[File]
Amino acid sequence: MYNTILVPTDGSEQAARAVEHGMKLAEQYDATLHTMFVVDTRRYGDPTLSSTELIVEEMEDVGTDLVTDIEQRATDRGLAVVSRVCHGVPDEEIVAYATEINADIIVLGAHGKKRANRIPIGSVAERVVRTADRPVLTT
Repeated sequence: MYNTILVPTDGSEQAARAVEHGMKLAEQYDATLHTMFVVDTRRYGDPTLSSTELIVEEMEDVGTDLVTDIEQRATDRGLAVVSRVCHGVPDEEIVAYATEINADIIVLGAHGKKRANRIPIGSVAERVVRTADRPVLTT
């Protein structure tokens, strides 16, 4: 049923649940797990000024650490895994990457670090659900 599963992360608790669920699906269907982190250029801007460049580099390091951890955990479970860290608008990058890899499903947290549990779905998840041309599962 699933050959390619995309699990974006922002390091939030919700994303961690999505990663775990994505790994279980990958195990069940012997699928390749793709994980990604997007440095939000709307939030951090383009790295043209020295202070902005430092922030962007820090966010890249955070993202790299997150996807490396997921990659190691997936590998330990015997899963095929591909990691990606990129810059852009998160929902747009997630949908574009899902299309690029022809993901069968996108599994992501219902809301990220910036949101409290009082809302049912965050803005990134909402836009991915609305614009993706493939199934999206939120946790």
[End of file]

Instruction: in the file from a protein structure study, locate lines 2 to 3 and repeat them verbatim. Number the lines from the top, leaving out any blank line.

Repeated sequence: MYNTILVPTDGSEQAARAVEHGMKLAEQYDATLHTMFVVDTRRYGDPTLSSTELIVEEMEDVGTDLVTDIEQRATDRGLAVVSRVCHGVPDEEIVAYATEINADIIVLGAHGKKRANRIPIGSVAERVVRTADRPVLTT
């Protein structure tokens, strides 16, 4: 049923649940797990000024650490895994990457670090659900 599963992360608790669920699906269907982190250029801007460049580099390091951890955990479970860290608008990058890899499903947290549990779905998840041309599962 699933050959390619995309699990974006922002390091939030919700994303961690999505990663775990994505790994279980990958195990069940012997699928390749793709994980990604997007440095939000709307939030951090383009790295043209020295202070902005430092922030962007820090966010890249955070993202790299997150996807490396997921990659190691997936590998330990015997899963095929591909990691990606990129810059852009998160929902747009997630949908574009899902299309690029022809993901069968996108599994992501219902809301990220910036949101409290009082809302049912965050803005990134909402836009991915609305614009993706493939199934999206939120946790």